The speeches, coming from some of the top labor and political leaders in the state, were nice.
What organizational head wouldn’t want a member of the U.S. House and the sitting governor of his state praising his new facility and pledging to support it.
That’s what happened when U.S. Rep. Frank Pallone (D-6th Dist.) and Gov. Phil Murphy spoke at the ribbon-cutting opening of the Northeast Council of Carpenters’ stunningly state-of-the-art 100,000-square-foot training center last Thursday in Edison.
John Ballantyne, the executive secretary-treasurer of the Northeast Regional Council of Carpenters, said as much. But Ballantyne knows that, after the attendees go away, the real work starts at the facility.
Training a new generation of workers is not just a good thing for the future of the state, it’s a necessity.
This facility shows how the carpenters are taking the lead in the effort — and is just another reason why many feel they have become the most influential and important union in the building trades.
“It’s a five-year program,” Ballantyne said. “A young man or woman can come into this organization not knowing anything about carpentry, learn the basics and move on to become a journeyman carpenter.
“They can learn solid surfacing material, mill cabinet, dry wall interior systems, acoustical ceilings, doors, hardware, welding — we even do pile driving training. Every aspect of the construction industry with regards to carpentry is taught here at this facility.”
Unions are changing. In more ways than one.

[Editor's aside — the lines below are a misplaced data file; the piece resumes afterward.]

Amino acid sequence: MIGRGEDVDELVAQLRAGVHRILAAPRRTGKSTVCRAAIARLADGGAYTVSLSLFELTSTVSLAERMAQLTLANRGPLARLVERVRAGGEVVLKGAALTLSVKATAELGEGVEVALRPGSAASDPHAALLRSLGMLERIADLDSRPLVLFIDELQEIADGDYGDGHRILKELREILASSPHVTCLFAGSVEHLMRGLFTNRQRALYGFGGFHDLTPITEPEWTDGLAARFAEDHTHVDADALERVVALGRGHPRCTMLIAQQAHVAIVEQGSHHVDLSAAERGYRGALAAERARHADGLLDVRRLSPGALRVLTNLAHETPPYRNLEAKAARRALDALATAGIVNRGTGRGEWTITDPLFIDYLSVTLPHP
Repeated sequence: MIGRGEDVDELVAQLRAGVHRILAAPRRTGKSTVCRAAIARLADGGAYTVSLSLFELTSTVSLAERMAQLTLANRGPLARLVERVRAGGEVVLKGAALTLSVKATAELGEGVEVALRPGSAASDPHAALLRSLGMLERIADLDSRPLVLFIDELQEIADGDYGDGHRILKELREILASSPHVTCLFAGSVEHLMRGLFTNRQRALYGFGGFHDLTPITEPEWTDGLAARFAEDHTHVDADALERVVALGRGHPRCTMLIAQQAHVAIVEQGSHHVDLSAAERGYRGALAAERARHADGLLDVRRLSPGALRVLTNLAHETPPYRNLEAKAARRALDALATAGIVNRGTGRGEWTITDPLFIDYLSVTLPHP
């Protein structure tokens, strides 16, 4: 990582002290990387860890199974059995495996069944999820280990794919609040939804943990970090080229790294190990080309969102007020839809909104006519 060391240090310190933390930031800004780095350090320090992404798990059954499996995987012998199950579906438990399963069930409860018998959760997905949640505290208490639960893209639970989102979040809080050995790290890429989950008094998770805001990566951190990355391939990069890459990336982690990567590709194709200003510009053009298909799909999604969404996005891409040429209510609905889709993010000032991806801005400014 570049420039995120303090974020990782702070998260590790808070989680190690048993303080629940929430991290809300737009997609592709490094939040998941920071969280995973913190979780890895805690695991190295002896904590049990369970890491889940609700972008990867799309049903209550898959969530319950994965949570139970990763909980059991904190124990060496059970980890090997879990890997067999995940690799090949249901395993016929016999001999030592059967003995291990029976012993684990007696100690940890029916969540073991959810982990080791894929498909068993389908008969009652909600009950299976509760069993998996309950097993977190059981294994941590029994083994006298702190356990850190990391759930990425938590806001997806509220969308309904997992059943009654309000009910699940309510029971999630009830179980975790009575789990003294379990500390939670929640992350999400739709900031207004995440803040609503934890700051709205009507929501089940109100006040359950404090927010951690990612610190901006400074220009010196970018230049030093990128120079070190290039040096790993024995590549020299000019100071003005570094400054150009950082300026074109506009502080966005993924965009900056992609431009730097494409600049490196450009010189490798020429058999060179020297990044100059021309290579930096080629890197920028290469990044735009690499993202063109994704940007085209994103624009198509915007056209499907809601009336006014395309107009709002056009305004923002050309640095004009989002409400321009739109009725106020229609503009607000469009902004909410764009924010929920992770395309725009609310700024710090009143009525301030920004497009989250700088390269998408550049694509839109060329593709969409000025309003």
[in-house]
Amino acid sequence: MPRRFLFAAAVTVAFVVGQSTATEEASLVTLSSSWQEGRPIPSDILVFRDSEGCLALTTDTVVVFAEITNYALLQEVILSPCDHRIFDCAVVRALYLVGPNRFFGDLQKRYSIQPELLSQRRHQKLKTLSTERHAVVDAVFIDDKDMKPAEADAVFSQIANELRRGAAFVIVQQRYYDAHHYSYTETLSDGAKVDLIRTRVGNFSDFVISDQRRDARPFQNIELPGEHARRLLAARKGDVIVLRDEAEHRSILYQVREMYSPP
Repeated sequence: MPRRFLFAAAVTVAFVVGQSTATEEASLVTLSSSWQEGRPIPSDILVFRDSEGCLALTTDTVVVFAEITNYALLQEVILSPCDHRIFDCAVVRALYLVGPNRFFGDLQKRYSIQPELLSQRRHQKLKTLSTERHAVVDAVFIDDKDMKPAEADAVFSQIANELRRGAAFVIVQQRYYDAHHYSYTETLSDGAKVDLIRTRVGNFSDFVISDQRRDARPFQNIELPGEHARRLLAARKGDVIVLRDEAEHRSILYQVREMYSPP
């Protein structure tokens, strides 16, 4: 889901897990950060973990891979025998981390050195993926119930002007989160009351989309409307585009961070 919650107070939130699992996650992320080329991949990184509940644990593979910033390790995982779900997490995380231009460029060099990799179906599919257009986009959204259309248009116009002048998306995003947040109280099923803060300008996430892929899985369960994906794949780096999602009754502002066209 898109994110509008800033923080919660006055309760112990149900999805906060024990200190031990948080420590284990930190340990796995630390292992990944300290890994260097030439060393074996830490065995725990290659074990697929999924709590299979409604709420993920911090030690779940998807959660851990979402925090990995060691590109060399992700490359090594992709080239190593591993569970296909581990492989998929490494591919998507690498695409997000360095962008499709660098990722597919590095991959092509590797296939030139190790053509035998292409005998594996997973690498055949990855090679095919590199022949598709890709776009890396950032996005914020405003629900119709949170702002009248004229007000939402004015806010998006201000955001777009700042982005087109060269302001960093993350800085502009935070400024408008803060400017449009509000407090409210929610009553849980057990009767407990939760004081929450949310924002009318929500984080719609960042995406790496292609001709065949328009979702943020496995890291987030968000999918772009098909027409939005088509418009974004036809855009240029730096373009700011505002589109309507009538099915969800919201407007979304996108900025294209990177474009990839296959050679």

Leaders such as Ballantyne and Greg Lalevee of the International Union of Operating Engineers talk openly about how unions want to play a bigger part in economic development, partnering with developers and municipalities to ensure projects come in on time and under budget.
And they talk about embracing a new type of worker.
One that may be a minority. One that may be a woman.
Later this month, the carpenters will have a three-day conference, Sisters in the Brotherhood, in an effort to increase female participation.
“Women and minority participation is really going to save the labor movement,” Ballantyne said. “It’s going to be the backbone moving forward. That’s who we want to represent. We want to make sure that the members of all of those communities, including the inner cities, understand that there’s an opportunity for people to not just have a job but a career path.”
Murphy agreed. He has long stressed support for unions.
“I’ve been saying it for a long time,” he told the more than 200 in attendance. “New Jersey was built by union hands. And, working together, we will see that union hands rebuild it for a stronger and fairer future. This facility is central to that effort.”
Murphy said his administration is eager to help.
“Equally important will be a commitment from us, at the state level, to workforce development, including apprenticeship programs,” he said.
Those type of programs will take place at the training center, which not only has hands-on training for all the skill sets in carpentry but rooms with the latest technology to lead classroom instruction.
Ballantyne feels the carpenters now have everything in place to move forward.
“This is a unique facility, because it’s a collaborative effort between our union partners and the industry as a whole to recognize the skill sets that are necessary to carry a young man or woman in that career path, but also to be the most efficient, productive members of the workforce,” he said.